Chipping Lesson 5 – Backswing
Now we’re going to cover the chipping backswing and more specifically we’re going to look at how you should move the club to chip and how far back you should swing.
When you make a chipping swing the arms are the only part of the body that should move. (See Chipping Backswing Pictures #14-16)
As the chipping swing begins the arms, hands and golf club move in one motion together to the top of the chipping swing and they move down together in the downswing. So when chipping, the only part you need to think about moving are your arms.
Now it’s important that you know that during the backswing the right shoulder tilts up (See Chipping Picture #16 Above) because of the address position. The right shoulder does not turn, it tilts up and the arms swing independent of your body. You are trying to develop a repeatable swing that will create consistent impact and distance control.
The chipping motion is such a small, delicate one you need to stay very still and quiet wth your body just like you would when you putt.
Swinging the arms will generate enough power to send a chip shot as far as you desire and on that note let’s look at your chipping backswing length.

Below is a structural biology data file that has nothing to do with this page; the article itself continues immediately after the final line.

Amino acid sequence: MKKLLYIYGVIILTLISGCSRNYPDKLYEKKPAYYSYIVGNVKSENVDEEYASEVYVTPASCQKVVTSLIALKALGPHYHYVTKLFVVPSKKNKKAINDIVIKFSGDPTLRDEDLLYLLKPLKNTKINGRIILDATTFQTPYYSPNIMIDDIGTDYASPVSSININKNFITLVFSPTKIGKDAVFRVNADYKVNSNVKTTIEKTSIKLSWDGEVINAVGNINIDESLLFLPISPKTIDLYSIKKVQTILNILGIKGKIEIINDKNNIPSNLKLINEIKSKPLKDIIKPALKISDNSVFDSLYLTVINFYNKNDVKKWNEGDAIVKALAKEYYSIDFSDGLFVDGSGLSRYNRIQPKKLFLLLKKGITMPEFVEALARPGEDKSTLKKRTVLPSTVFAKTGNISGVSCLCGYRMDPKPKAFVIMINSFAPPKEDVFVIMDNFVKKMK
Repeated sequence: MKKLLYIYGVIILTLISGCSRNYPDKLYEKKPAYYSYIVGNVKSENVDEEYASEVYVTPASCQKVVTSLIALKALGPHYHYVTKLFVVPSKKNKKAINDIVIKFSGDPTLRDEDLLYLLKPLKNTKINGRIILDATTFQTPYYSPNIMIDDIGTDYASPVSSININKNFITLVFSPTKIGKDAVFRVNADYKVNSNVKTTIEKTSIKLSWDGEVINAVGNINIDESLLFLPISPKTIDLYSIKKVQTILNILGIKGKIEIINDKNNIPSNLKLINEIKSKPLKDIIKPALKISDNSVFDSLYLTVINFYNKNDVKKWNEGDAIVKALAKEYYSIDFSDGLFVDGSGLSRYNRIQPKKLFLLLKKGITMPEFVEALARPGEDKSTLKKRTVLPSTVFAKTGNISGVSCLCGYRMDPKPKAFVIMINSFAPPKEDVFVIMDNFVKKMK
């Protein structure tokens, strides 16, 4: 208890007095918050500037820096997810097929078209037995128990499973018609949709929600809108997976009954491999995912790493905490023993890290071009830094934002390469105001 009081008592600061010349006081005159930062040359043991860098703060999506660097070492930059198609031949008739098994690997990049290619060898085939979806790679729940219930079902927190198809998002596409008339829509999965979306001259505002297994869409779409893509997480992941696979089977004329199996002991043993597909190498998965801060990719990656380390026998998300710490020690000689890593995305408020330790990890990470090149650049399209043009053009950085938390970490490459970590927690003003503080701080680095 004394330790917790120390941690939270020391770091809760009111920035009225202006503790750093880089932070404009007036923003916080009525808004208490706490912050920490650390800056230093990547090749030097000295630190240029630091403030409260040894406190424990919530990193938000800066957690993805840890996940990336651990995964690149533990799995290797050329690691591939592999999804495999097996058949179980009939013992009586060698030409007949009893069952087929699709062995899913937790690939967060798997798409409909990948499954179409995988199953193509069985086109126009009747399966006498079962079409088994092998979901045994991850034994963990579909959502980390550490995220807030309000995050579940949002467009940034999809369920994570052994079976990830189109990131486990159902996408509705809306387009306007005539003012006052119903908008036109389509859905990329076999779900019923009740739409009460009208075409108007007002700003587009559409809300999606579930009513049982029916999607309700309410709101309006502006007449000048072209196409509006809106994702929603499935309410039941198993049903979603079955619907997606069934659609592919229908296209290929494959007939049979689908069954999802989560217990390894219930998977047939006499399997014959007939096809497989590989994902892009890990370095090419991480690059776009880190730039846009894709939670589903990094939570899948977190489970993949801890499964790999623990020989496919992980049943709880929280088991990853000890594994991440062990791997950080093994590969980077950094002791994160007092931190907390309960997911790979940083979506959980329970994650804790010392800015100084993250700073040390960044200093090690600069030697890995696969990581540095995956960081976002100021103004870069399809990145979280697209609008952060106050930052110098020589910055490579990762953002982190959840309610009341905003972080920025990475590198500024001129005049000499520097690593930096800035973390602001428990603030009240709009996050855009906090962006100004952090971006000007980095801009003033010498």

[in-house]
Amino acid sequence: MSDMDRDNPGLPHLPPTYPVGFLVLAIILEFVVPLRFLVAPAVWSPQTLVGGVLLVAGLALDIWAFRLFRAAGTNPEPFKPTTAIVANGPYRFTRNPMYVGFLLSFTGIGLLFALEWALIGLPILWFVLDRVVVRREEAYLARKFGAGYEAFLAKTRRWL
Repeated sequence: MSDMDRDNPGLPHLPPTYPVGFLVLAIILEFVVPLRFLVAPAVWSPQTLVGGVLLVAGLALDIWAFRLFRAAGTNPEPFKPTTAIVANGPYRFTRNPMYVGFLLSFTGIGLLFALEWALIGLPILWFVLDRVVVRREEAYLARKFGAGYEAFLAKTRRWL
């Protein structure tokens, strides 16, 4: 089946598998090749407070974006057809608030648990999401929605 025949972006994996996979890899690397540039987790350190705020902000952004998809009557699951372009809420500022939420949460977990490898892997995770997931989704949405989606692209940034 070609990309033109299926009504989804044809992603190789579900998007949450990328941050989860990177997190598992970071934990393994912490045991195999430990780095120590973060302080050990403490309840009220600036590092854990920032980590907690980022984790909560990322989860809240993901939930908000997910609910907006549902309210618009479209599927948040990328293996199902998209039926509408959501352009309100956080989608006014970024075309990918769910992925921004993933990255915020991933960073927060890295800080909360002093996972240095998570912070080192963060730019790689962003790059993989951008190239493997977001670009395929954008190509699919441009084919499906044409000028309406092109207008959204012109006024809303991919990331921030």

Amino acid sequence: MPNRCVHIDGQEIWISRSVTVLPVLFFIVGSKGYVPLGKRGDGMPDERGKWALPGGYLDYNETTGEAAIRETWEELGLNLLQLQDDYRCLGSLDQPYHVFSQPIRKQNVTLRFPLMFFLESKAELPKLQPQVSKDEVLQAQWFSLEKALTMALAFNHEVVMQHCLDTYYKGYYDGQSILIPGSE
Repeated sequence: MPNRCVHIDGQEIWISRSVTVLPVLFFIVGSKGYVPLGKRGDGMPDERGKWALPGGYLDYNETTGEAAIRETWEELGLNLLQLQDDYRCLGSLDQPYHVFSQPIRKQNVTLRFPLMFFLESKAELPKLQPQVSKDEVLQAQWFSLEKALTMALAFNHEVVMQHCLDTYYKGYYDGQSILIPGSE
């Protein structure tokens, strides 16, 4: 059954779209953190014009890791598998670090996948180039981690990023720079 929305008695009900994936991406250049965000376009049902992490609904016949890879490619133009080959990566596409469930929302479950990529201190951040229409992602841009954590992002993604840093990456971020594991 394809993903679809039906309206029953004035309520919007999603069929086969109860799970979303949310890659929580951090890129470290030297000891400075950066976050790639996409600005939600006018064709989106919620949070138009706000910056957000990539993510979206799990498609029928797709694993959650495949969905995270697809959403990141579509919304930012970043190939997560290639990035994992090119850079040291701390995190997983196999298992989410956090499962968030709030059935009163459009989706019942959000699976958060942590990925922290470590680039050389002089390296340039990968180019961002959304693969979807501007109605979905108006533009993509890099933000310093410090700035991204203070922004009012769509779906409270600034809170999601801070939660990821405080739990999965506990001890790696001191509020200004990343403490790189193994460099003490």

To make your chipping as consistent as possible it’s important you learn one backswing lenght and let the club selection control the distance.
The position you should stop your backswing at when chipping is the 8 o’clock position. (See Chipping Picture #18 Below)
At the address position the golf club is at 6 o’clock. As the clubhead starts back the clubhead passes thru 7 o’clock and it arrives at 8 o’clock to begin to swing back down.
Why 8 o’clock?
Because all you’re trying to do is get the golf ball to have enough air time to carry the fringe and then it will run across the green towards the hole like a putt.
If your clubhead reaches 9 o’clock in the backswing the golf ball will have too much power behind it. (See Picture #19 Below)
The two most common mistaks golfers make when chipping is making backswing that is too short or a backswing that is too long. If the golfer takes the backswing only to 7 o’clock there won’t be enough power in the swing to get the ball to the hole and this will cause you to scoop the golf ball. (See Chipping Picture #20 Below)
If the clubhead passes the 8 o’clock position this will cause you to strike the golf ball too hard or slow the clubhead down at impact which often causes fat chip shots. (See Chipping Picture #21 Below)
Now that you know exactly where to stop the golf club at the top of the backswing when chipping next we’re going to look at the chipping downswing.
About The Author: This article was written by golf professional Bobby Eldridge. Bobby has been teaching golf for over 35 years and over that time he has given over 40,000 golf lessons. Bobby has produced a great Short Game DVD that shows you in simple terms how you can up and down it from anywhere inside 100 yards. So to improve your short game so you can become a short game magician and up and down it from anywhere simply click here to find out more about the Short Game DVD.